Prepared with reference to, and selected material from, the United States Food Safety and Inspection Service's web site. Inspired by the terrifying Grade E Meat node.
The inspection and grading of meat and poultry are two separate programs within the U.S. Department of Agriculture (USDA). Inspection for wholesomeness is mandatory and is paid for out of tax dollars. Grading for quality is voluntary, and the service is requested and paid for by meat and poultry producers/processors.

Beef

Beef is graded for quality (tenderness, juciness, and flavor), and for yield (amount of usable lean meat on the carcass).

There are eight quality grades, which are based on the amount of marbling, color, and maturity. The quality grades are:

Prime
produced from young, well-fed beef cattle. It has abundant marbling and is generally sold in restaurants and hotels. Prime roasts and steaks are excellent for dry-heat cooking (i.e., roasting, broiling, and grilling).
Choice
high quality, but has less marbling than Prime. Choice roasts and steaks from the loin and rib will be very tender, juicy, and flavorful and are, like Prime, suited to dry-heat cooking. Many of the less tender cuts, such as those from the rump, round, and blade chuck, can also be cooked with dry heat, but be careful not to overcook them. Using a meat thermometer takes the guesswork out of cooking and assures a safe internal temperature: 145 F is medium rare; 160 F, medium; and 170 F, well done.
Select
is very uniform in quality and normally leaner than the higher grades. It is fairly tender, but, because it has less marbling, it may lack some of the juiciness and flavor of the higher grades. Only the tender cuts (loin, rib, sirloin) should be cooked with dry heat. Other cuts should be marinated before cooking or cooked with moisture to obtain maximum tenderness and flavor.
Standard, Commercial
frequently are sold as ungraded or as store brand meat.
Utility, Cutter, and Canner
are seldom, if ever, sold at retail but are used instead to make ground beef and processed products.
Note from the noder: it is apparently legal to sell these grades for human consumption. Urk!

Beef yield grades are numeric and range from 1 to 5, with lower numbers indicating greater ratio of lean to fat.

Veal/Calf

There are five grades for veal:
  1. Prime
  2. Choice
  3. Good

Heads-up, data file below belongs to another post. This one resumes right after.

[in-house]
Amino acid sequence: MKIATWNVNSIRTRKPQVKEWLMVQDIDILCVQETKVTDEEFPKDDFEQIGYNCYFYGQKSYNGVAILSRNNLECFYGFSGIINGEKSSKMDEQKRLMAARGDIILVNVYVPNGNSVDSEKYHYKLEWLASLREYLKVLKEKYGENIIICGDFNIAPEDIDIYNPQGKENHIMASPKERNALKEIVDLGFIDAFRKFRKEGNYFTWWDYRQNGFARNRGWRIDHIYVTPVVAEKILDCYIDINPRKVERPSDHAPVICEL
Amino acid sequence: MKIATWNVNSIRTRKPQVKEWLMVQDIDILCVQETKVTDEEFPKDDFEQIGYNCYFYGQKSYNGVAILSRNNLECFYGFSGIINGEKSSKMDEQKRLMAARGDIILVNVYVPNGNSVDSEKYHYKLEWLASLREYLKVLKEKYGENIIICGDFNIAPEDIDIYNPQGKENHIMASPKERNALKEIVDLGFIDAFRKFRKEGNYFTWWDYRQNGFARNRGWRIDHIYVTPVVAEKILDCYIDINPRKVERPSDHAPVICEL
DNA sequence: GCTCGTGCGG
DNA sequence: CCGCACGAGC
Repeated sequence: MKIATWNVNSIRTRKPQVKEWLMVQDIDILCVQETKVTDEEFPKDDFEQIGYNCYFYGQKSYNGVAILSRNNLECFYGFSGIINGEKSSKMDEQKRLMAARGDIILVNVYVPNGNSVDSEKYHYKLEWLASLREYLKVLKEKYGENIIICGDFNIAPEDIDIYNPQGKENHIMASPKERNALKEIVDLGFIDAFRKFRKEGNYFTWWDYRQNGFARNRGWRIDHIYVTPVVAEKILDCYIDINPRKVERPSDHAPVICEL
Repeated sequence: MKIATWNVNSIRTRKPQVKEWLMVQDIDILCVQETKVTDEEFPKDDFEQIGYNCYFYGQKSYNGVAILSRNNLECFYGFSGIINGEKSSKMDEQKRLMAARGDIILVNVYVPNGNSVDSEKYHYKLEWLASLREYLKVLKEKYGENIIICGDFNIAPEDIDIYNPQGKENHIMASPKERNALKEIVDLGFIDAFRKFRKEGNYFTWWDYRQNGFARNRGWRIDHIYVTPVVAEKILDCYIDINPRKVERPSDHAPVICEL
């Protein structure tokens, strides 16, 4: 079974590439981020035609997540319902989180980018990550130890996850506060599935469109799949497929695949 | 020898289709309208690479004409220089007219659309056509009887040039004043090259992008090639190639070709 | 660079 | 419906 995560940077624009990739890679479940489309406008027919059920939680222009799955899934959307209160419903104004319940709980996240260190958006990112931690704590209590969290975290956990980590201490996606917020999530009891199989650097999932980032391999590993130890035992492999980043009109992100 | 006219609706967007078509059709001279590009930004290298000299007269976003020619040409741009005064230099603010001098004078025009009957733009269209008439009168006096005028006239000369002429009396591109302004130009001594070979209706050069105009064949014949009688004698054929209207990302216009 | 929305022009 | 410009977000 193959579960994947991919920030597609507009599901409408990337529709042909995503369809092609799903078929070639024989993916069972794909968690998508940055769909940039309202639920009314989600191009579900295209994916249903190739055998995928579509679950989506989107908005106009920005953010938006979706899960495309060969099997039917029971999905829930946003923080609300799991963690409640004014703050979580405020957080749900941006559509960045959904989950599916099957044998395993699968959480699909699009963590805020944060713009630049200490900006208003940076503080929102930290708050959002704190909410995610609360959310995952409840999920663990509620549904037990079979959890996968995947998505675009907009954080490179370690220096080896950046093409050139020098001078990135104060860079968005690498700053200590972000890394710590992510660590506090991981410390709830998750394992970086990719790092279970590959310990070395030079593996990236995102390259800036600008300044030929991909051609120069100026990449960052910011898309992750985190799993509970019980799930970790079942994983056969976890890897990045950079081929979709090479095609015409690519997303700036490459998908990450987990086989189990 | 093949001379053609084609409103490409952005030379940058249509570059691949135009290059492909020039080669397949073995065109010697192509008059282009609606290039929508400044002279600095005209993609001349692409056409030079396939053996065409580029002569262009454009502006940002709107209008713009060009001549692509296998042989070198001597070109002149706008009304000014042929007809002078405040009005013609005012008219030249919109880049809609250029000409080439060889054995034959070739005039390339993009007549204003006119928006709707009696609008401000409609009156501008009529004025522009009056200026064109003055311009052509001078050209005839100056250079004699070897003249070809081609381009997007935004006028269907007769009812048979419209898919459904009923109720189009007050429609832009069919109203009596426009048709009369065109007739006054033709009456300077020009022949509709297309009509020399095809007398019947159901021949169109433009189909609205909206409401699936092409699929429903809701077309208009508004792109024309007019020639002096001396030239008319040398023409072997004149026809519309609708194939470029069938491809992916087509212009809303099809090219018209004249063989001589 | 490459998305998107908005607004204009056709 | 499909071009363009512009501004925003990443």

4. Standard
  5. Utility
The FSIS website notes:
Prime and choice grades are juicier and more flavorful than the lower grades. Because of the young age of the animals, the meat will be a light grayish-pink to light pink, fairly firm and velvety. The bones are small, soft, and quite red. Cuts such as chops can be cooked by the dry-heat method of grilling or broiling.

Lamb

There are five grades for lamb:
  1. Prime
  2. Choice
    Subsequent grades are not normally found at the retail level, and are seldom marked with the grade
  3. Good
  4. Utility
  5. Cull

Pork

Pork is not graded with USDA quality grades as it is generally produced from young animals that have been bred and fed to produce more uniformly tender meat. Appearance is an important guide in buying fresh pork. Look for cuts with a relatively small amount of fat over the outside and with meat that is firm and grayish pink in color. For best flavor and tenderness, meat should have a small amount of marbling.

Poultry

The USDA grades for poultry are A, B, and C.
Grade A is the highest quality and the only grade that is likely to be seen at the retail level. This grade indicates that the poultry products are virtually free from defects such as bruises, discolorations, and feathers. Bone-in products have no broken bones. For whole birds and parts with the skin on, there are no tears in the skin or exposed flesh that could dry out during cooking, and there is a good covering of fat under the skin. Also, whole birds and parts will be fully fleshed and meaty.

Grades B and C poultry are usually used in further-processed products where the poultry meat is cut up, chopped, or ground. If sold at retail, they are usually not grade identified.


I was unable to find reference to Grade E Meat, but perhaps that's not a bad thing. OTOH, perhaps Grade E is simply an alias for Commercial, in which case it's still less terrifying than grades F, G, & H: Utility, Cutter, and Canner.

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